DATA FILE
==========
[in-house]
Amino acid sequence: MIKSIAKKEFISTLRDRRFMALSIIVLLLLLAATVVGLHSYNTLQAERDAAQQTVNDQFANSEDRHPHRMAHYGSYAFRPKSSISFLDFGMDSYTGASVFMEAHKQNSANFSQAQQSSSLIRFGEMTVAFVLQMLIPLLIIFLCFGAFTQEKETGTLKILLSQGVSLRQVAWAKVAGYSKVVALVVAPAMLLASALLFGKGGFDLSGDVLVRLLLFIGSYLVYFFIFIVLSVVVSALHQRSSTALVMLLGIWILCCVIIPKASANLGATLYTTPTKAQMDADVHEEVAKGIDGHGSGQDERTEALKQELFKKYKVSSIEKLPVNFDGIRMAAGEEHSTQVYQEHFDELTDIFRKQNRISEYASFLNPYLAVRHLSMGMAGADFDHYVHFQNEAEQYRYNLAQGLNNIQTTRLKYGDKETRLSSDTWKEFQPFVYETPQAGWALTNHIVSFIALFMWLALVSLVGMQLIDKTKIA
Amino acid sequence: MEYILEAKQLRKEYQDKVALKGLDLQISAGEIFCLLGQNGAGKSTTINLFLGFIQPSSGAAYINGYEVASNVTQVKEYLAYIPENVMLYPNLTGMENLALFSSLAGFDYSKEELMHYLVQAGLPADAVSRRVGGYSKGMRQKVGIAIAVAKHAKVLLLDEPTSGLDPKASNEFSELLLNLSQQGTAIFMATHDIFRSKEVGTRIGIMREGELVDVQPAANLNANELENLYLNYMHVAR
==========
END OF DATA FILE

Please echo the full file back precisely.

[in-house]
Amino acid sequence: MIKSIAKKEFISTLRDRRFMALSIIVLLLLLAATVVGLHSYNTLQAERDAAQQTVNDQFANSEDRHPHRMAHYGSYAFRPKSSISFLDFGMDSYTGASVFMEAHKQNSANFSQAQQSSSLIRFGEMTVAFVLQMLIPLLIIFLCFGAFTQEKETGTLKILLSQGVSLRQVAWAKVAGYSKVVALVVAPAMLLASALLFGKGGFDLSGDVLVRLLLFIGSYLVYFFIFIVLSVVVSALHQRSSTALVMLLGIWILCCVIIPKASANLGATLYTTPTKAQMDADVHEEVAKGIDGHGSGQDERTEALKQELFKKYKVSSIEKLPVNFDGIRMAAGEEHSTQVYQEHFDELTDIFRKQNRISEYASFLNPYLAVRHLSMGMAGADFDHYVHFQNEAEQYRYNLAQGLNNIQTTRLKYGDKETRLSSDTWKEFQPFVYETPQAGWALTNHIVSFIALFMWLALVSLVGMQLIDKTKIA
Amino acid sequence: MEYILEAKQLRKEYQDKVALKGLDLQISAGEIFCLLGQNGAGKSTTINLFLGFIQPSSGAAYINGYEVASNVTQVKEYLAYIPENVMLYPNLTGMENLALFSSLAGFDYSKEELMHYLVQAGLPADAVSRRVGGYSKGMRQKVGIAIAVAKHAKVLLLDEPTSGLDPKASNEFSELLLNLSQQGTAIFMATHDIFRSKEVGTRIGIMREGELVDVQPAANLNANELENLYLNYMHVAR